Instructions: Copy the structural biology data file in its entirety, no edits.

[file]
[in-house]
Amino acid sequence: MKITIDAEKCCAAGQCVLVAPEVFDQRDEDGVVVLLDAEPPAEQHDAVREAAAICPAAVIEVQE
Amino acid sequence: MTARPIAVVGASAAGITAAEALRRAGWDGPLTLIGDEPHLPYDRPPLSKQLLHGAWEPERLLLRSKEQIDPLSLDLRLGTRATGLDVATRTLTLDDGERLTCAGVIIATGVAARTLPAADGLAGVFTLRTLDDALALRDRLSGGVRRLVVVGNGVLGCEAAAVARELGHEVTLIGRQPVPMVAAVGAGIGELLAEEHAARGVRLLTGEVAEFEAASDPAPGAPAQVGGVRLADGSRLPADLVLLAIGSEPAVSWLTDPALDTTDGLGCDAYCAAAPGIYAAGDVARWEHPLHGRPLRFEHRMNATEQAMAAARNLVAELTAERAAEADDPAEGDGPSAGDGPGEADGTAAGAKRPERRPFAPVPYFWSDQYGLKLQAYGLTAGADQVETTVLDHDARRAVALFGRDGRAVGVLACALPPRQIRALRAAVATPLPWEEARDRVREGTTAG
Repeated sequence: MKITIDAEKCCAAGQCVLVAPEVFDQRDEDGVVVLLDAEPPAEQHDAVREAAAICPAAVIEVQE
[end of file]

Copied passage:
[in-house]
Amino acid sequence: MKITIDAEKCCAAGQCVLVAPEVFDQRDEDGVVVLLDAEPPAEQHDAVREAAAICPAAVIEVQE
Amino acid sequence: MTARPIAVVGASAAGITAAEALRRAGWDGPLTLIGDEPHLPYDRPPLSKQLLHGAWEPERLLLRSKEQIDPLSLDLRLGTRATGLDVATRTLTLDDGERLTCAGVIIATGVAARTLPAADGLAGVFTLRTLDDALALRDRLSGGVRRLVVVGNGVLGCEAAAVARELGHEVTLIGRQPVPMVAAVGAGIGELLAEEHAARGVRLLTGEVAEFEAASDPAPGAPAQVGGVRLADGSRLPADLVLLAIGSEPAVSWLTDPALDTTDGLGCDAYCAAAPGIYAAGDVARWEHPLHGRPLRFEHRMNATEQAMAAARNLVAELTAERAAEADDPAEGDGPSAGDGPGEADGTAAGAKRPERRPFAPVPYFWSDQYGLKLQAYGLTAGADQVETTVLDHDARRAVALFGRDGRAVGVLACALPPRQIRALRAAVATPLPWEEARDRVREGTTAG
Repeated sequence: MKITIDAEKCCAAGQCVLVAPEVFDQRDEDGVVVLLDAEPPAEQHDAVREAAAICPAAVIEVQE